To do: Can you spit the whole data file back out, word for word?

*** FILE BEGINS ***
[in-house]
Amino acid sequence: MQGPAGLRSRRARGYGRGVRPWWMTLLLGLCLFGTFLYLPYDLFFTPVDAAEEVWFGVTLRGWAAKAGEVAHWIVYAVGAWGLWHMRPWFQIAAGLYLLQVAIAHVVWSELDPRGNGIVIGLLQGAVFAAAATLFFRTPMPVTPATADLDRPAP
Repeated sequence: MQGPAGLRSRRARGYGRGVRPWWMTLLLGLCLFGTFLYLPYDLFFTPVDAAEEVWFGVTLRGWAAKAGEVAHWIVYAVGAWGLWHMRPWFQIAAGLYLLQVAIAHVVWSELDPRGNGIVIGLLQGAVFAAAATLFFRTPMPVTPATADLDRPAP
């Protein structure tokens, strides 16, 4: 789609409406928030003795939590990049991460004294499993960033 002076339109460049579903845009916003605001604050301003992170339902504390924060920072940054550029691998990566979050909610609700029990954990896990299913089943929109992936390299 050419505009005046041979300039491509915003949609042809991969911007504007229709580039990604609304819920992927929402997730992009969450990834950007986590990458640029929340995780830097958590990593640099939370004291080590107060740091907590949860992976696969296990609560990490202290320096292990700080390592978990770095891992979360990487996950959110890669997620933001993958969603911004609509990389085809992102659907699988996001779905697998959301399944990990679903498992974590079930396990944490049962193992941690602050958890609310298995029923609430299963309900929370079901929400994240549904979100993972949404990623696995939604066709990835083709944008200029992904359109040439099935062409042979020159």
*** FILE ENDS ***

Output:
[in-house]
Amino acid sequence: MQGPAGLRSRRARGYGRGVRPWWMTLLLGLCLFGTFLYLPYDLFFTPVDAAEEVWFGVTLRGWAAKAGEVAHWIVYAVGAWGLWHMRPWFQIAAGLYLLQVAIAHVVWSELDPRGNGIVIGLLQGAVFAAAATLFFRTPMPVTPATADLDRPAP
Repeated sequence: MQGPAGLRSRRARGYGRGVRPWWMTLLLGLCLFGTFLYLPYDLFFTPVDAAEEVWFGVTLRGWAAKAGEVAHWIVYAVGAWGLWHMRPWFQIAAGLYLLQVAIAHVVWSELDPRGNGIVIGLLQGAVFAAAATLFFRTPMPVTPATADLDRPAP
């Protein structure tokens, strides 16, 4: 789609409406928030003795939590990049991460004294499993960033 002076339109460049579903845009916003605001604050301003992170339902504390924060920072940054550029691998990566979050909610609700029990954990896990299913089943929109992936390299 050419505009005046041979300039491509915003949609042809991969911007504007229709580039990604609304819920992927929402997730992009969450990834950007986590990458640029929340995780830097958590990593640099939370004291080590107060740091907590949860992976696969296990609560990490202290320096292990700080390592978990770095891992979360990487996950959110890669997620933001993958969603911004609509990389085809992102659907699988996001779905697998959301399944990990679903498992974590079930396990944490049962193992941690602050958890609310298995029923609430299963309900929370079901929400994240549904979100993972949404990623696995939604066709990835083709944008200029992904359109040439099935062409042979020159």